With a Brazilian investment of more than 600 million dollars, Cuba opened the first phase of the Mariel commercial mega port 25 miles east of Havana. Havana’s historic harbor will be turned over completely to passenger cruise ships that are anticipated in great numbers to visit “Havana Vieja," the largest colonial city in the Americas, upon the lifting of the U.S. embargo. The Mariel port is designed to accommodate the “New Panamax” cargo ships that will traverse the Panama Canal when the Canal’s expansion is completed.

The expansion of the Mariel port is part of the evolving Cuban economic model put in motion by the Cuban government during the past three years. In November, Cuba enacted laws creating the Mariel Special Development Zone (Mariel Zone), an area of 465 square kilometers surrounding the port. In the Mariel Zone, foreign investors are authorized to engage in all types of manufacturing and service industries as well as real estate development with 100 percent foreign ownership. The Mariel Zone is subject to a special regulatory scheme to facilitate importing, exporting and regulatory approval and compliance. Other than social security payments, investors will pay no tax on labor and real property. There will be no custom duties on equipment and goods entering the zone for investment purposes and no income tax for the first 10 years on business profits.

Cuba is also set to revamp its foreign investment laws for the entire country. Investors from all over the world are looking at real estate developments, golf courses and more hotels. With a highly educated population and a good health care system, the Cubans also want investments in high tech fields, medicine, pharmaceuticals, and bio-technology.

How all these changes are going to work in real life will take some study and time. No doubt, there is a long ways to go and further changes are needed. But one thing is certain, changes are occurring rapidly within Cuba and the U.S. relationship with Cuba is going to change. Opinion polls in the U.S., including Florida, show that most Americans, including Cuban-Americans, favor a change in U.S. policy and more open trade and travel to Cuba. Influential Cuban-American businessmen such as sugar baron Alfonso Fanjul, who have long supported the embargo, are now softening their position and traveling to Cuba. Fanjul was quoted in the Washington Post as saying he is ready to invest in Cuba under the right circumstances. Anyone who has recently flown to Havana from Miami knows that Cuban-Americans are travelling in droves to Cuba to invest in restaurants and shops with relatives and friends. These Cuban-Americans are carrying the goods and cash on the passenger planes making the daily flights to Havana and other Cuban cities from the U.S.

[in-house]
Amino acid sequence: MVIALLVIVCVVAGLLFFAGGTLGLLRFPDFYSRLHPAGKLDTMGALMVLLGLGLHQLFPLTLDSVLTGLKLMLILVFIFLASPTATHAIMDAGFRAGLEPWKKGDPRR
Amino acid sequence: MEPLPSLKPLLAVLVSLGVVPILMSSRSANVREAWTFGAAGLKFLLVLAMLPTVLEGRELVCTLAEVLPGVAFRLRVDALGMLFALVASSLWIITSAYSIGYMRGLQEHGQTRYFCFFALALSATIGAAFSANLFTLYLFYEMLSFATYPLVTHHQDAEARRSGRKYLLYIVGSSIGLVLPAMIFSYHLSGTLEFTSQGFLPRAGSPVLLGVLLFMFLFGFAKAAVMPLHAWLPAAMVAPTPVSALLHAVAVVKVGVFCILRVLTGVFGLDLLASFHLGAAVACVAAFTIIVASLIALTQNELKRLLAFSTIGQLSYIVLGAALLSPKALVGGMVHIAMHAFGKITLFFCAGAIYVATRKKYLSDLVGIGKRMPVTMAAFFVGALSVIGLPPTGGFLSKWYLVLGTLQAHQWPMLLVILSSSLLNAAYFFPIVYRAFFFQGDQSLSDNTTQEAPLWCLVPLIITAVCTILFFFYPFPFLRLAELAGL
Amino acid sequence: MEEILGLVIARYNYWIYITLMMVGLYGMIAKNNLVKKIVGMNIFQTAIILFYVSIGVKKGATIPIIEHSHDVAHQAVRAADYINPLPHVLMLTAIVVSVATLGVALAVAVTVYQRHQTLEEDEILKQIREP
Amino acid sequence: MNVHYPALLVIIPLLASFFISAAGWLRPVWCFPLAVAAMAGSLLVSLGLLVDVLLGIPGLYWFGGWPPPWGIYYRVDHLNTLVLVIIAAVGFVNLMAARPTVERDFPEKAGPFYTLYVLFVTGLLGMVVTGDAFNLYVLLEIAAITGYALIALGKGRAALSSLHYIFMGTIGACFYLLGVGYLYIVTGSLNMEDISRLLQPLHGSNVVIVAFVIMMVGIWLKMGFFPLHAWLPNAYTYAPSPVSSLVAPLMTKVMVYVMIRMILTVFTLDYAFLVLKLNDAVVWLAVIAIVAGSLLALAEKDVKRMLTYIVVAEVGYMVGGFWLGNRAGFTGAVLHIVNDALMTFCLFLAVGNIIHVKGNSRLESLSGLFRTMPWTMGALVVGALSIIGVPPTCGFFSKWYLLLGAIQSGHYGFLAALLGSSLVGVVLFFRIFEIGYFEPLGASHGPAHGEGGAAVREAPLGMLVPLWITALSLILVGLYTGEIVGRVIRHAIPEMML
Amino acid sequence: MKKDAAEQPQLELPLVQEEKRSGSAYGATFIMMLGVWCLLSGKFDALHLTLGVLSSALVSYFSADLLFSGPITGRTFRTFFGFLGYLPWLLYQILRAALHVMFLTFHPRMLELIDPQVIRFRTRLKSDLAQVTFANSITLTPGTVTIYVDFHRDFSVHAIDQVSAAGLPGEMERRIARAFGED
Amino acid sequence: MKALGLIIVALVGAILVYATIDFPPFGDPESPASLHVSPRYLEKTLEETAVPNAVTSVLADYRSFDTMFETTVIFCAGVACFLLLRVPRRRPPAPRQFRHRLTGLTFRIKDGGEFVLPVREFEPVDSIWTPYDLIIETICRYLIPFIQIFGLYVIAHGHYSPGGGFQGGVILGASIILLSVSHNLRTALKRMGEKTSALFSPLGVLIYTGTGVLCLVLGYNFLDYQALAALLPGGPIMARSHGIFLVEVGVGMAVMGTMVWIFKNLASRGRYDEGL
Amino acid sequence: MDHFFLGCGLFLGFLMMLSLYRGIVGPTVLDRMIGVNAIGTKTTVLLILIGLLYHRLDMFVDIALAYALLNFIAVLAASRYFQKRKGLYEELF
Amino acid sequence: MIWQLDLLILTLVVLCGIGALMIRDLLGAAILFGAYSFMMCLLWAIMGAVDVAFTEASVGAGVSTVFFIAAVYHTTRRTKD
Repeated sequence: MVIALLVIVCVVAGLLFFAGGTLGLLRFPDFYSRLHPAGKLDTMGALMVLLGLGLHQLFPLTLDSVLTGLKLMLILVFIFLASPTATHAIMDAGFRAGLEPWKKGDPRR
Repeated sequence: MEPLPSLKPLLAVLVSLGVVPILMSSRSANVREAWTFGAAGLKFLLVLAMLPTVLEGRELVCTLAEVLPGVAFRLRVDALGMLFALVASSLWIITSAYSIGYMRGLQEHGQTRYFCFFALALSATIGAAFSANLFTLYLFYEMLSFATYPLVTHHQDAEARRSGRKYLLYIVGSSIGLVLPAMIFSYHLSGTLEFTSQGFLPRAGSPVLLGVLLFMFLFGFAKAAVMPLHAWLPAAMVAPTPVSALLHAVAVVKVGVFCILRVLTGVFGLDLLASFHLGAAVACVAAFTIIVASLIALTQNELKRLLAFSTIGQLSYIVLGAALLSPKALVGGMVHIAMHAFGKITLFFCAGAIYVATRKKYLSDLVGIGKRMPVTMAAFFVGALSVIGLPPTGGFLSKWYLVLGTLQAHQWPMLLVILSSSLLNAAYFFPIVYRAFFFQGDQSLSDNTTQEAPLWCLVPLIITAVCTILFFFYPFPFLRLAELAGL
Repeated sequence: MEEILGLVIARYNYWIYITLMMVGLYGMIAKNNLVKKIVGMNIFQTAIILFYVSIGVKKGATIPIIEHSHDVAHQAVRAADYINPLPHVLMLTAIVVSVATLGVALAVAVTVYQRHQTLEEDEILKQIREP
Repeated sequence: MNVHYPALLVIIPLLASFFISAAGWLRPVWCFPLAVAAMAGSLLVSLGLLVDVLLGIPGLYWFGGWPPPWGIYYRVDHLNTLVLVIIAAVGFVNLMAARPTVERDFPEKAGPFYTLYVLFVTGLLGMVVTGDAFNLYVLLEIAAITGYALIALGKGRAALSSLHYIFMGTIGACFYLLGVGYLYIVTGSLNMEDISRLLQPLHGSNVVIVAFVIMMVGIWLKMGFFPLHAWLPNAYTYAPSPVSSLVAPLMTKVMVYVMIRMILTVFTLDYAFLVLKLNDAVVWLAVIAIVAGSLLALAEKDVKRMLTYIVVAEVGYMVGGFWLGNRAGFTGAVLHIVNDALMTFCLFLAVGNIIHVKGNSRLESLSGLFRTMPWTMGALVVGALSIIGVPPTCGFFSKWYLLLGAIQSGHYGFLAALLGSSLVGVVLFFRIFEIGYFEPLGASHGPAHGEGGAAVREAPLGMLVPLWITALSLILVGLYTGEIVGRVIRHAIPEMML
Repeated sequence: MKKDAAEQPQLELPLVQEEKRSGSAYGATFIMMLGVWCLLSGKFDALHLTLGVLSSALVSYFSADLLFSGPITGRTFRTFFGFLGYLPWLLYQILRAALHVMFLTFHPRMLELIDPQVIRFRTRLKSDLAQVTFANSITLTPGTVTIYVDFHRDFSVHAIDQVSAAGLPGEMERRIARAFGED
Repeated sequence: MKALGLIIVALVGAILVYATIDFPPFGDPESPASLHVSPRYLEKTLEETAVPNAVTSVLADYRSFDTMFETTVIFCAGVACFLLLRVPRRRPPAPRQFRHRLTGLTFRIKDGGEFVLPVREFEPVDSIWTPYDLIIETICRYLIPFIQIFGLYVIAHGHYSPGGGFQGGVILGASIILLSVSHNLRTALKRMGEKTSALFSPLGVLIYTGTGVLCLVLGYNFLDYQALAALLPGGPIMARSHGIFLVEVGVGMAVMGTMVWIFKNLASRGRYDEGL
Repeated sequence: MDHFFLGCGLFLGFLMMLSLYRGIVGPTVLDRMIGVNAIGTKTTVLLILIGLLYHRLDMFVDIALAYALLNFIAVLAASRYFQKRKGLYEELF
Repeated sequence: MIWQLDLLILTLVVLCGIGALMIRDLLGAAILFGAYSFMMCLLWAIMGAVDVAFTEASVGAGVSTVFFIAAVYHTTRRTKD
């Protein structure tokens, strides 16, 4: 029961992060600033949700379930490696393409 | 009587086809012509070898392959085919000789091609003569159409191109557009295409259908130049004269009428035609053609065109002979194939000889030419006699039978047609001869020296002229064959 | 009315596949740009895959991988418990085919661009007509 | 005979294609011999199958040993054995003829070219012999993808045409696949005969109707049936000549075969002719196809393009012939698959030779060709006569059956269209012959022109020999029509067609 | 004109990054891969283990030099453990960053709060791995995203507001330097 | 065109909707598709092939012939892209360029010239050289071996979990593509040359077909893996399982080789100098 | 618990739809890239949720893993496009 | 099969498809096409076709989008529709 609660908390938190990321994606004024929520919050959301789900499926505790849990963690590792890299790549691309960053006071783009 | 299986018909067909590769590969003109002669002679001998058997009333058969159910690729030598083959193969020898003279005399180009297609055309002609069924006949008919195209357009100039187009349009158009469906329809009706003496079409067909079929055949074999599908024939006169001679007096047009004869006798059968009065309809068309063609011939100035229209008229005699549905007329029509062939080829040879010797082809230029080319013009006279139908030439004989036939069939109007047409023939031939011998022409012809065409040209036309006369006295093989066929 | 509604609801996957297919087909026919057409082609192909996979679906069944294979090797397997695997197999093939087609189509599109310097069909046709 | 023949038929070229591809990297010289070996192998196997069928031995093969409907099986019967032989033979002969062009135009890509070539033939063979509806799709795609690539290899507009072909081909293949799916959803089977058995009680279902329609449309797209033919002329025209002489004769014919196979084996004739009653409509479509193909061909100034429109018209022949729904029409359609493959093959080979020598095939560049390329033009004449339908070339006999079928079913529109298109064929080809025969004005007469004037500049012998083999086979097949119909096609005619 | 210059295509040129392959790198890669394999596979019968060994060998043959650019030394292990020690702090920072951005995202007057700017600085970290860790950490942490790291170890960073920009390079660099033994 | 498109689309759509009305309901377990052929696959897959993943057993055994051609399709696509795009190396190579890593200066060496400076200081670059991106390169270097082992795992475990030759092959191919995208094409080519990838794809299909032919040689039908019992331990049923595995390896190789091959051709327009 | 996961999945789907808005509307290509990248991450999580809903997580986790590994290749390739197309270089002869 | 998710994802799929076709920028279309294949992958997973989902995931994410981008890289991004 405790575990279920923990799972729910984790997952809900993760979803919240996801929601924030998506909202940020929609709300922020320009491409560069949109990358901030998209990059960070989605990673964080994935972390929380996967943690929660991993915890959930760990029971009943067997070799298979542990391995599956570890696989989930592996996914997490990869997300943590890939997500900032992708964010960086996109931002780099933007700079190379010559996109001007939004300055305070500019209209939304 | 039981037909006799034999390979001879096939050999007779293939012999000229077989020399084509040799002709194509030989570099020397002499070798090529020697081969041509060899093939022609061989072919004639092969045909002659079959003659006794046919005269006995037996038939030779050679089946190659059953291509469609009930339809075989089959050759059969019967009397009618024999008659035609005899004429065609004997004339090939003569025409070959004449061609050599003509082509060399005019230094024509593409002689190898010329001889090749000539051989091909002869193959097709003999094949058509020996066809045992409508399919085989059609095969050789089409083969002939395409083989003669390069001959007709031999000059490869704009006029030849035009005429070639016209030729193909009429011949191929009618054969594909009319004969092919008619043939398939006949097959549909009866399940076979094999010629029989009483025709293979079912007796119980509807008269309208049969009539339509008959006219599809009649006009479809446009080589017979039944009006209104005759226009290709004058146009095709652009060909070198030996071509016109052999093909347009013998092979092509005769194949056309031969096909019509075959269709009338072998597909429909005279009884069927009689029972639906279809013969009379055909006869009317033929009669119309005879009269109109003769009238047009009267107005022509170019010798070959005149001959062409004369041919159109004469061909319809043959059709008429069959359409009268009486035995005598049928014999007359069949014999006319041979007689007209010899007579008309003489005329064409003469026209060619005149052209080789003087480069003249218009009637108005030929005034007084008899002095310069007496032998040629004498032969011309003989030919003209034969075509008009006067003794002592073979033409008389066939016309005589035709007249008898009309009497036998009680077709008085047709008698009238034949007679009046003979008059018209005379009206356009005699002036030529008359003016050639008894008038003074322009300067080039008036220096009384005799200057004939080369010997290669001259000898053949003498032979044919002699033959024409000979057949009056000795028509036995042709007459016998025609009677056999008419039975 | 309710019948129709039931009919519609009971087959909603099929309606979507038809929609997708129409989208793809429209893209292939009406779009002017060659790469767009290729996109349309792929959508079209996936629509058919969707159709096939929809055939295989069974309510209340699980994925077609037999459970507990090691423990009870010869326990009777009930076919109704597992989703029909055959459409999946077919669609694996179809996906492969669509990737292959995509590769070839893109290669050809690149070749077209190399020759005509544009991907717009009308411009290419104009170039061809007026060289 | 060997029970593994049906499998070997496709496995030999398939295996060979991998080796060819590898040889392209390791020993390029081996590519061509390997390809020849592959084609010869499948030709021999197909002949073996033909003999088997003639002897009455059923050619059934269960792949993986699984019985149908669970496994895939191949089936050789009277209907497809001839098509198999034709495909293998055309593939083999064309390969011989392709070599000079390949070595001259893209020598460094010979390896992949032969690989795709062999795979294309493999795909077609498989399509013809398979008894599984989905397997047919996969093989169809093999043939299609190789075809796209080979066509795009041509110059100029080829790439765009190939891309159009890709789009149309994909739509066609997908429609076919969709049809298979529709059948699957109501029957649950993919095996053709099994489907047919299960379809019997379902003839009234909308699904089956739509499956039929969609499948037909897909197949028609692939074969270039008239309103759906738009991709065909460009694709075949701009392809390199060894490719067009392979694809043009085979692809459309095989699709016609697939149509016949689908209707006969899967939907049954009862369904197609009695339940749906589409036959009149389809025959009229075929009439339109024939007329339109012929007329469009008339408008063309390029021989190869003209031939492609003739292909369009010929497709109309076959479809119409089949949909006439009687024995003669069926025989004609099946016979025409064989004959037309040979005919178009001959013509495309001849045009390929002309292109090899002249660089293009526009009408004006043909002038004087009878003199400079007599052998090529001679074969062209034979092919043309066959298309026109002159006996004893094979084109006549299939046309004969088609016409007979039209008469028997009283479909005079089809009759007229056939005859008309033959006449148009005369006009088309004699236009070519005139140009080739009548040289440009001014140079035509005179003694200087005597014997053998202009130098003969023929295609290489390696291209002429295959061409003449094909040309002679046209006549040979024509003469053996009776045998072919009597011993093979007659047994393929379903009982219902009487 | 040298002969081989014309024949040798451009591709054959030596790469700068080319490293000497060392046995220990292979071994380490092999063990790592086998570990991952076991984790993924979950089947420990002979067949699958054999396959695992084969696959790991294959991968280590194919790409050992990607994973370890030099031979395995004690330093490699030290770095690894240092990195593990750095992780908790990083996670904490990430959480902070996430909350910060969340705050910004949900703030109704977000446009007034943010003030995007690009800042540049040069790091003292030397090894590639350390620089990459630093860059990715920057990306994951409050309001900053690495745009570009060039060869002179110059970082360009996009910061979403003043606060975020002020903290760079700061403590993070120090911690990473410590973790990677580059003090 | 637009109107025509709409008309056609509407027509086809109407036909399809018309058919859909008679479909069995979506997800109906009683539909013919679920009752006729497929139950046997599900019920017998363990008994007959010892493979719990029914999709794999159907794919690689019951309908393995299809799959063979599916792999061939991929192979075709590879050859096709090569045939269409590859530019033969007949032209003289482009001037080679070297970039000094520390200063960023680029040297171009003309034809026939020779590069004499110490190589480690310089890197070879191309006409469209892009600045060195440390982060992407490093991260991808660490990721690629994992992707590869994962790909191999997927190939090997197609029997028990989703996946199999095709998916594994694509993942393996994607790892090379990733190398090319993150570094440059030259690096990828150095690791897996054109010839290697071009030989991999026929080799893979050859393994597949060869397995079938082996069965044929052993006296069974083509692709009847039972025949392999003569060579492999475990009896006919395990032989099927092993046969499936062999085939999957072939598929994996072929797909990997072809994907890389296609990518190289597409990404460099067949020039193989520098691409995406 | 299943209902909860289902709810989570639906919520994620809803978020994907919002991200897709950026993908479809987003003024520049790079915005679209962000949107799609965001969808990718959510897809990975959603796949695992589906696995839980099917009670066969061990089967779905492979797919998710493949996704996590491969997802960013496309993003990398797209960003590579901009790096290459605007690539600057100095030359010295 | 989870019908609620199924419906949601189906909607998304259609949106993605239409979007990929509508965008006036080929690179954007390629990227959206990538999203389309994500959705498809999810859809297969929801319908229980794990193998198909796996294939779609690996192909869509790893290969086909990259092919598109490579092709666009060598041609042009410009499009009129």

In Havana, first-time American visitors are shocked to see a United Colors of Benetton store in the Plaza Vieja. In fact, Benetton already has two stores in Havana. The Swiss luxury watch brand Cuervo y Sobrinos also has a store in “Old Havana."

At 12 million people and tourism of more than 2 million per year, Cuba may not be Brazil but it has a population the size of Ohio and plenty of room to grow in population, tourism and economic development. A number of U.S. entities are already intently focused on Cuba. An example is Tampa which has sent several business delegations to Cuba and strongly worked to change the dynamics in Florida towards more open trade with Cuba. The efforts of Tampa and its, politicians, businessmen and women do not go unnoticed in Cuba.

Ohio, with its diverse economy which includes agriculture, fashion, manufactured goods, medicine, pharmaceuticals, bio-technology, education and consumer products is just the type of state that would benefit from the opening of Cuba as a new market and investment locale.